As kids get ready to head back to school, long days spent outdoors playing at the park or pool are suddenly replaced by hours stuck behind a desk. And things might not get much better once your child is back home, since they’ll probably want to curl up on the couch with a snack and veg in front of the TV. But when kids remain active during the school year, they’ll set themselves up for academic success. Dr. Molly O’Shea, M.D., a pediatrician at Birmingham Pediatrics Wellness Center, an American Academy of Pediatrics journal editor and an official pediatrician of Goldfish Swim School explains why exercise is so important for your child to get to the head of the class.
“Consistent physical activity all year long is important for overall health and for kids of all ages,” Dr. O’Shea explains. “It helps them settle their bodies and minds to learn. Plus, kids who are physically active consistently learn better, perform better in school, and have better relationships with peers.”
How can exercise impact learning?
Physical activity in and out of school has been shown in many research studies to improve learning. By improving neurologic readiness, exercise improves attention, executive function, and retention of information. Long term, sustained exercise shows consistent value.
Why do you think there’s a direct correlation between physical activity and academic success?
By keeping the body active, the brain is alert and ready to receive information. If you think about it, in primitive times, our predecessors would have been running and looking for prey or looking to stay alive. Through exercise, our brains could quiet down, pay attention to the cues and learn what is safe and what we need to do to survive. Regular movement and exercise help our brains get ready to learn.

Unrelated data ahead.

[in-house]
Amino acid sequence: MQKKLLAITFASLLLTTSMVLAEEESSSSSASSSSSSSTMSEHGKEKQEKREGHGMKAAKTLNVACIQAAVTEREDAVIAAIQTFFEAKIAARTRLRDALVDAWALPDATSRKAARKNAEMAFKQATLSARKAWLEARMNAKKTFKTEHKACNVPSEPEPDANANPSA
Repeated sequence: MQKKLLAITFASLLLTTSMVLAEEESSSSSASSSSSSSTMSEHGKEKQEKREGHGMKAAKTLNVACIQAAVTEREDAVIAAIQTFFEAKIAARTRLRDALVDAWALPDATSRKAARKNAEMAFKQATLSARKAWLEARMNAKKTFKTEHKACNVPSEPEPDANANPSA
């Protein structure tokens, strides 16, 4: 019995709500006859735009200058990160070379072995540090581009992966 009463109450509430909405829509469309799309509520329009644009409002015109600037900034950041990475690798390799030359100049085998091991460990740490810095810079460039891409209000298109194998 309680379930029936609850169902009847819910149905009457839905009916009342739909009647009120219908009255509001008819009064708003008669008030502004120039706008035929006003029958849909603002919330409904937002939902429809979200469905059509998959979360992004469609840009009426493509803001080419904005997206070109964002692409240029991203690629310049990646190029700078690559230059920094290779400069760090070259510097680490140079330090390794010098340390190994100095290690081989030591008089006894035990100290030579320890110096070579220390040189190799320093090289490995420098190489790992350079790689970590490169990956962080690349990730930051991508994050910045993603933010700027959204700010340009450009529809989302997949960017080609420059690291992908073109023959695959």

Is there a best time of day for kids to get physical activity outside of gym class?
Any time is a good time to be active! But if learning is your goal, exercising before you plan to learn is ideal.
Do you have any tips for how kids (and parents) can balance before and after-school activities with schoolwork?
Every family and child are different. Some kids thrive on activity while others need more downtime. Some kids need more support to get their schoolwork done while others fly through it. Finding the right balance of structured activities, unstructured time, and homework can be tricky. What is known is that all kids benefit from all three things: physical activity, unstructured time, and homework time every day.
What are the physical benefits of swimming specifically?
Swimming is a particularly good physical activity because it is a whole-body activity. Overuse injuries are uncommon, and kids can swim all year long. Swimming, unlike most other sports, uses all parts of the body equally and since the exercise happens in the water, it’s much less stressful on the body.
What about the mental benefits?
Swimming has big benefits for mental health. With the breathing regulation, repetitive (almost meditative) nature of lap swimming, and the quiet of the pool or lake, swimming provides huge mental health benefits beyond just the usual exercise benefits of endorphin release and calm.
Can it impact their motivation in school?
Swimmers are long known to be high academic achievers. The confidence that swimming creates is translated into taking charge in school as well. Swimming also is a highly repetitive activity. This aerobic, repetitive activity seems to create the optimal cognitive environment for learning. It reinforces other learning pathways and opens up new ones.